Rich: I’d be lying if I told you that I, or any coach, can always tell right away what type of volume an athlete should be doing. Athletes need to be able to listen to their body and then communicate with their coach about what it’s telling them. I think that too many athletes are looking to be told exactly how much to run and how fast to do it before the coach actually knows anything about the athlete! I’ve found that in our program we’ve had the most success with athletes who are able to advocate for themselves and take ownership of at least part of their own programs. That said, it’s no secret that you have to run a fair amount to be successful in this sport. Funnily enough, it was a comment made by a throws coach (Jonathan Doucette) that resonates most with me when it comes to training volumes: try to find the lowest effective dose, but be aware of the fact that that dose is still going to be extremely high.
Mike: I think this is entirely case-by-case. Even with our USPORTS athletes, some runners can handle more mileage than others. I think it’s crucial that coaches ramp things up gently and keep a watchful eye on the health of their runners at all times.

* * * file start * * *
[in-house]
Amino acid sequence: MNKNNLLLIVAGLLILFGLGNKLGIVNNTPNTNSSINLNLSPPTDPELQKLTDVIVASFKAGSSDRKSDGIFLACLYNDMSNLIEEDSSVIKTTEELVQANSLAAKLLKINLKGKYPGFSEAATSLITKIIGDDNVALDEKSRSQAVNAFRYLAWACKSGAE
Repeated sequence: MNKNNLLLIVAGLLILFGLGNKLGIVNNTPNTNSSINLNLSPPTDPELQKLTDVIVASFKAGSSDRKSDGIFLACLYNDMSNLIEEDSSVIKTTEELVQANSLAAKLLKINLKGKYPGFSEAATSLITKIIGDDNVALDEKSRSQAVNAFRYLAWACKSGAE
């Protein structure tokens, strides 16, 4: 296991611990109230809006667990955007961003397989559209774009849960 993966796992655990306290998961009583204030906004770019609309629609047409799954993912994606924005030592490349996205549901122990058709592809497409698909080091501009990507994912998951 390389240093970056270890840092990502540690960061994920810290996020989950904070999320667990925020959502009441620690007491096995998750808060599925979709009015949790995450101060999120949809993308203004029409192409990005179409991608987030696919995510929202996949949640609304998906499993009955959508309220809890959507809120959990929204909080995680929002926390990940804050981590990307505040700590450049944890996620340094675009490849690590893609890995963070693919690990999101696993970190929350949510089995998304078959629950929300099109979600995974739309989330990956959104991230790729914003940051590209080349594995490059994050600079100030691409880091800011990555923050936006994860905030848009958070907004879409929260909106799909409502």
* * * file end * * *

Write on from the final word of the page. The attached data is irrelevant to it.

During the cross country season, how often do your athletes train on grass, trails, and hills vs. synthetic track?
Peter: During the cross country season most of our runners train on alternate surfaces 75% of the time.
Mark: We might go on the track once every couple of weeks. In the St. John’s area we are very fortunate to have a large array of different trail systems. There are beautiful parks and ponds, and I love letting the athletes get out in a different environment and have a break from the monotony of the oval.
Rich: I’m a big believer in specificity, so we train almost exclusively on grass and trails during the cross country season. I’m not a big believer in hill work during the cross country season: it just doesn’t allow for us to manipulate work-to-rest ratios the way I like to. I like to incorporate hills within sessions instead of just going up and down.